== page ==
If we seek to conform ourselves to Christ, then we seek to conform ourselves to his cross. In the timeless spiritual classic, “The Imitation of Christ,” whose authorship is commonly attributed to Thomas á Kempis, we receive profound insights into suffering. In our modern society, suffering is to be avoided at all costs, and if avoidance is impossible, then numbing it is the next best step. What if suffering was viewed not only as beneficial but desirable in advancing on the path of holiness? The writers of some of the great Catholic spiritual classics have much to say on the presence and purpose of suffering.
What’s the point of suffering?
We know that Christ, who was perfect in every way and knew nothing of sin, could not escape pain and suffering in this life. How, then, could we as imperfect and sinful persons possibly avoid what he could not? Suffering is so large a cross that one can only bear it — let alone desire to bear it — if they believe that by doing so they will arrive closer to Christ and become as like him as possible. Á Kempis writes, “In the cross is health, in the cross is life; in the cross is the fullness of heavenly sweetness, in the cross is strength of mind, joy of spirit, height of virtue, full perfection of all holiness.” This can only be because the cross is the means — the road one travels — in order to reach the greatest of gifts: Christ and his kingdom.
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In spending time learning about the lives of the saints and their written works as part of my theology coursework, I encountered the recurring theme of embracing suffering. Suffering can be used to strengthen and strip us bare of the sins of pride, earthly attachments, and false allusions of our own power and control, unveiling the reality that we owe everything to Christ who suffered the most. Through his passion, he redeemed and gave meaning to suffering by calling us to unite our crosses with his for the salvation of the world.
Words from the saints
The saints quoted below are a small number of the many whom the Church believes now joyfully and without fail intercede on our behalf. These pilgrims carried the cross before us and even at times achieved a holy jealousy over those around them who were suffering, desiring that they, too, would be given the opportunity to unite themselves more fully to Christ through this form of sanctification. May you be sustained and strengthened by their saintly words.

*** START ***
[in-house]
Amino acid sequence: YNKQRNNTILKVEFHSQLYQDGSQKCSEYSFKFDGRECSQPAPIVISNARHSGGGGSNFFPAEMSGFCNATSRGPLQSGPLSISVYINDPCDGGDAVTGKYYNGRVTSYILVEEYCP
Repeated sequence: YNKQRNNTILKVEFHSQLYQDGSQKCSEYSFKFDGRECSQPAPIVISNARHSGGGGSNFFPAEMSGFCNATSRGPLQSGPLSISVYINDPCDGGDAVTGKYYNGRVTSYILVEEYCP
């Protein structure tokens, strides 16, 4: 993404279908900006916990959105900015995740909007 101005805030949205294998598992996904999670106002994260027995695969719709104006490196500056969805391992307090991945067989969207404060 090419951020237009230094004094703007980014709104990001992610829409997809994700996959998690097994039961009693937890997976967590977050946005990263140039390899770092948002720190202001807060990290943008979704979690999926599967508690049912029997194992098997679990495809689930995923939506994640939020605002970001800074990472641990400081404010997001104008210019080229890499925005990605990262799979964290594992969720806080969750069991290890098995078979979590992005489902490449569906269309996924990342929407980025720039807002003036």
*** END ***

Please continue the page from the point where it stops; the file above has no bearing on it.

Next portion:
- On the loss of good and the sufferings that result to achieve that good once more, St. Augustine in his “Confessions” (A.D. 300s) writes: “What is it in the soul, I ask, that makes it delight more to have found or regained the things it loves than if it had always had them? … Universally, the greater joy is heralded by greater pain.” Suffering as a result of faithfully pursuing a great good results in a fulfillment far more elevated and deepened upon reaching our goal than if we had never struggled to attain it.
- On being patient amid suffering instead of constantly longing for the pain to leave us, St. Benedict in his Rules for Monasteries (A.D. 500s) writes: “We may by patience share in the sufferings of Christ and deserve to have a share also in his kingdom.”
- On conversion of heart regarding one’s opinion toward the value of suffering, St. Teresa of Ávila in “The Way of Perfection” (15th century) writes: “There is no poverty, trouble, or persecution, which is not easy to bear, if we once begin to taste and relish His sufferings.”
- On suffering as the deepest expression of love, St. Catherine of Siena in “The Dialogue” (13th century) writes: “Mysteriously, God deepens His love by sharing with us the cross of His Son: Suffering and sorrow increase in proportion to love.”
- On believing and seeing God drawing closest to us in our suffering, Jean-Pierre de Caussade in “Abandonment to Divine Providence” (18th century) writes: “[In] all you suffer … [these are] mysterious by which God gives Himself to you.” Author Peter Cameron, in commenting on this particular work, explains: “We need faith in order to see God at work in the raging torrents of so much distress, so many troubles, so much embarrassment and weakness, and so many setbacks that he allows. In turn, faith, de Caussade assures us, “is nourished and strengthened by these happenings.”
God may not wish suffering upon us, but he does meet us most intimately in our suffering, enabling it to assist in our holiness, and allowing our willingness to suffer to serve as a stark example of grace to a world that rejects pain. Therefore, it might bear fruit and contribute to the salvation of others. In this way, suffering, when viewed well, does not have to be something we numb ourselves or run from, but can be something we embrace for the sake of Christ and the world.
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